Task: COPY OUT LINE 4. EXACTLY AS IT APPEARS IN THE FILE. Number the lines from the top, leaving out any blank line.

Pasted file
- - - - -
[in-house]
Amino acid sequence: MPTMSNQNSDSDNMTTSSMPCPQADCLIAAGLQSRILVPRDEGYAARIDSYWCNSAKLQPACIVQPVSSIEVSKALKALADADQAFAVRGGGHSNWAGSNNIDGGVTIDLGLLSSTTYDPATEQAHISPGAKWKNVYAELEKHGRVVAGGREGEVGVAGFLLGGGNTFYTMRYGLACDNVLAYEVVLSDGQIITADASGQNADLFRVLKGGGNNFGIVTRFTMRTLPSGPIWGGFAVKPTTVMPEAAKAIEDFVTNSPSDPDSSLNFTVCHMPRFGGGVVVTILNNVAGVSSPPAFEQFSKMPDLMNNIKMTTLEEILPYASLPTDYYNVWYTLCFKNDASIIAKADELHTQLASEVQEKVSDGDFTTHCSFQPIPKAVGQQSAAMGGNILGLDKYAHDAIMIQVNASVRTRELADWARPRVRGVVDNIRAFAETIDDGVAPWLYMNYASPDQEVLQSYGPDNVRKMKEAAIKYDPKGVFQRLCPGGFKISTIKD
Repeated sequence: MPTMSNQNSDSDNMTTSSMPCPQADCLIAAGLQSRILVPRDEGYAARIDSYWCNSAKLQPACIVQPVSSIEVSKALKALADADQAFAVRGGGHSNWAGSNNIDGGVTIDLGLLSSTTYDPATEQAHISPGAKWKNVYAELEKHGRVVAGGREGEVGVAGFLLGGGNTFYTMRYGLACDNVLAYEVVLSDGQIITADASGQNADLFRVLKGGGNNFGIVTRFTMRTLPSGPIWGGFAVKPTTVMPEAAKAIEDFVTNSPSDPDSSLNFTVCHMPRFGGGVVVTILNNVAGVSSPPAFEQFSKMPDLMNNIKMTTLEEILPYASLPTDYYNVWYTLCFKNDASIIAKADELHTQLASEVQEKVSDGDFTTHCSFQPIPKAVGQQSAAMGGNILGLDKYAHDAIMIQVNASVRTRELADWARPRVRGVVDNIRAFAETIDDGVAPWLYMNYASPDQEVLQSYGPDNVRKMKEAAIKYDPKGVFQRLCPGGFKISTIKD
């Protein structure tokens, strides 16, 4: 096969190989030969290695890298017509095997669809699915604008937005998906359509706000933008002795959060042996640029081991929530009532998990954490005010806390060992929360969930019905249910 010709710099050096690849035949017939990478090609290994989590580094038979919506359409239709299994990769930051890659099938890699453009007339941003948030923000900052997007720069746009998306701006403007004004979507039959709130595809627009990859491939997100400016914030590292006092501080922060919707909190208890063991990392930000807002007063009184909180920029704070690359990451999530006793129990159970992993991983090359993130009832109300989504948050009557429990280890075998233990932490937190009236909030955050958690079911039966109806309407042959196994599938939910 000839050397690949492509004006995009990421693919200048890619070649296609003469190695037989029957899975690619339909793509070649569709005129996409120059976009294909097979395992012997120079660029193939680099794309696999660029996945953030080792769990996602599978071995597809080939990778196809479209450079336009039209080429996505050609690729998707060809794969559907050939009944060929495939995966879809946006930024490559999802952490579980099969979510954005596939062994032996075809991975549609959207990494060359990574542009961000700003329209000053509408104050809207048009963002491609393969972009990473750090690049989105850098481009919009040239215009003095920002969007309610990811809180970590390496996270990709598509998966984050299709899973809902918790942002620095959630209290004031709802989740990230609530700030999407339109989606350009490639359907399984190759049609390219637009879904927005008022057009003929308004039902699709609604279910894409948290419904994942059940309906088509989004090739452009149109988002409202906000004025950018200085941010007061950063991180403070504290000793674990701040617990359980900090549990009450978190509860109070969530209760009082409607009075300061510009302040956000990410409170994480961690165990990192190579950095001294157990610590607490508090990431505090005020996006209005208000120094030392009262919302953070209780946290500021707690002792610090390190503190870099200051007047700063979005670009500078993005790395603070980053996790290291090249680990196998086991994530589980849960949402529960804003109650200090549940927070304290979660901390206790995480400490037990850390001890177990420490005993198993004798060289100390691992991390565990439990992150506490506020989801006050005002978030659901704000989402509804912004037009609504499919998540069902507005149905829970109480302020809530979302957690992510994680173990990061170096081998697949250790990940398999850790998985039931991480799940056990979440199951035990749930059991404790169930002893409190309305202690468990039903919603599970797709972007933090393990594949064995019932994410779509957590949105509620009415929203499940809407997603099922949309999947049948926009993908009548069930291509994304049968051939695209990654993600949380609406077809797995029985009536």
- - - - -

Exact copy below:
């Protein structure tokens, strides 16, 4: 096969190989030969290695890298017509095997669809699915604008937005998906359509706000933008002795959060042996640029081991929530009532998990954490005010806390060992929360969930019905249910 010709710099050096690849035949017939990478090609290994989590580094038979919506359409239709299994990769930051890659099938890699453009007339941003948030923000900052997007720069746009998306701006403007004004979507039959709130595809627009990859491939997100400016914030590292006092501080922060919707909190208890063991990392930000807002007063009184909180920029704070690359990451999530006793129990159970992993991983090359993130009832109300989504948050009557429990280890075998233990932490937190009236909030955050958690079911039966109806309407042959196994599938939910 000839050397690949492509004006995009990421693919200048890619070649296609003469190695037989029957899975690619339909793509070649569709005129996409120059976009294909097979395992012997120079660029193939680099794309696999660029996945953030080792769990996602599978071995597809080939990778196809479209450079336009039209080429996505050609690729998707060809794969559907050939009944060929495939995966879809946006930024490559999802952490579980099969979510954005596939062994032996075809991975549609959207990494060359990574542009961000700003329209000053509408104050809207048009963002491609393969972009990473750090690049989105850098481009919009040239215009003095920002969007309610990811809180970590390496996270990709598509998966984050299709899973809902918790942002620095959630209290004031709802989740990230609530700030999407339109989606350009490639359907399984190759049609390219637009879904927005008022057009003929308004039902699709609604279910894409948290419904994942059940309906088509989004090739452009149109988002409202906000004025950018200085941010007061950063991180403070504290000793674990701040617990359980900090549990009450978190509860109070969530209760009082409607009075300061510009302040956000990410409170994480961690165990990192190579950095001294157990610590607490508090990431505090005020996006209005208000120094030392009262919302953070209780946290500021707690002792610090390190503190870099200051007047700063979005670009500078993005790395603070980053996790290291090249680990196998086991994530589980849960949402529960804003109650200090549940927070304290979660901390206790995480400490037990850390001890177990420490005993198993004798060289100390691992991390565990439990992150506490506020989801006050005002978030659901704000989402509804912004037009609504499919998540069902507005149905829970109480302020809530979302957690992510994680173990990061170096081998697949250790990940398999850790998985039931991480799940056990979440199951035990749930059991404790169930002893409190309305202690468990039903919603599970797709972007933090393990594949064995019932994410779509957590949105509620009415929203499940809407997603099922949309999947049948926009993908009548069930291509994304049968051939695209990654993600949380609406077809797995029985009536």